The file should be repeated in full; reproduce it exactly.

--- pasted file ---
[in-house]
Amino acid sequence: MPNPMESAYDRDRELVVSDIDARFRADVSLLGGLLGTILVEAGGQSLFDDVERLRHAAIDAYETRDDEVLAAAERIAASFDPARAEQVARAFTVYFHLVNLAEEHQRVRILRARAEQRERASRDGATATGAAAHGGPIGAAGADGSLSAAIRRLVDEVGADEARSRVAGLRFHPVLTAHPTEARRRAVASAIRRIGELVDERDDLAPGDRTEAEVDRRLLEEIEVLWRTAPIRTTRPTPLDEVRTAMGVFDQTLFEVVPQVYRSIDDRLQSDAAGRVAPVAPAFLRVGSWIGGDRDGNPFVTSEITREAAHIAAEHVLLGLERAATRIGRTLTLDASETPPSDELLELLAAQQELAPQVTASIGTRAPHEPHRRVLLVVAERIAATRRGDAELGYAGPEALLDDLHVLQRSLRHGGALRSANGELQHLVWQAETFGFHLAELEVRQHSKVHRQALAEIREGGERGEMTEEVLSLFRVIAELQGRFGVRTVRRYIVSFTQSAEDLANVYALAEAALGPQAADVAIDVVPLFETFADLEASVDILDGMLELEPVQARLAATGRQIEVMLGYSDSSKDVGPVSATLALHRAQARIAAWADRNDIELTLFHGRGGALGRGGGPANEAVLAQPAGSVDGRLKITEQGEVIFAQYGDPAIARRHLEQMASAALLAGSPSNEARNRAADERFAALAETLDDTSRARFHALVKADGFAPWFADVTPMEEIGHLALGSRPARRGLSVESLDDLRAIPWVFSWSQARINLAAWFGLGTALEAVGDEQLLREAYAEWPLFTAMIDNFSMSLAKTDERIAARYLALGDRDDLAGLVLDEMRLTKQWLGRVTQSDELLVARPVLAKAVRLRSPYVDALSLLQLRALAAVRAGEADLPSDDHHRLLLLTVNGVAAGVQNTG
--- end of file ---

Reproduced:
[in-house]
Amino acid sequence: MPNPMESAYDRDRELVVSDIDARFRADVSLLGGLLGTILVEAGGQSLFDDVERLRHAAIDAYETRDDEVLAAAERIAASFDPARAEQVARAFTVYFHLVNLAEEHQRVRILRARAEQRERASRDGATATGAAAHGGPIGAAGADGSLSAAIRRLVDEVGADEARSRVAGLRFHPVLTAHPTEARRRAVASAIRRIGELVDERDDLAPGDRTEAEVDRRLLEEIEVLWRTAPIRTTRPTPLDEVRTAMGVFDQTLFEVVPQVYRSIDDRLQSDAAGRVAPVAPAFLRVGSWIGGDRDGNPFVTSEITREAAHIAAEHVLLGLERAATRIGRTLTLDASETPPSDELLELLAAQQELAPQVTASIGTRAPHEPHRRVLLVVAERIAATRRGDAELGYAGPEALLDDLHVLQRSLRHGGALRSANGELQHLVWQAETFGFHLAELEVRQHSKVHRQALAEIREGGERGEMTEEVLSLFRVIAELQGRFGVRTVRRYIVSFTQSAEDLANVYALAEAALGPQAADVAIDVVPLFETFADLEASVDILDGMLELEPVQARLAATGRQIEVMLGYSDSSKDVGPVSATLALHRAQARIAAWADRNDIELTLFHGRGGALGRGGGPANEAVLAQPAGSVDGRLKITEQGEVIFAQYGDPAIARRHLEQMASAALLAGSPSNEARNRAADERFAALAETLDDTSRARFHALVKADGFAPWFADVTPMEEIGHLALGSRPARRGLSVESLDDLRAIPWVFSWSQARINLAAWFGLGTALEAVGDEQLLREAYAEWPLFTAMIDNFSMSLAKTDERIAARYLALGDRDDLAGLVLDEMRLTKQWLGRVTQSDELLVARPVLAKAVRLRSPYVDALSLLQLRALAAVRAGEADLPSDDHHRLLLLTVNGVAAGVQNTG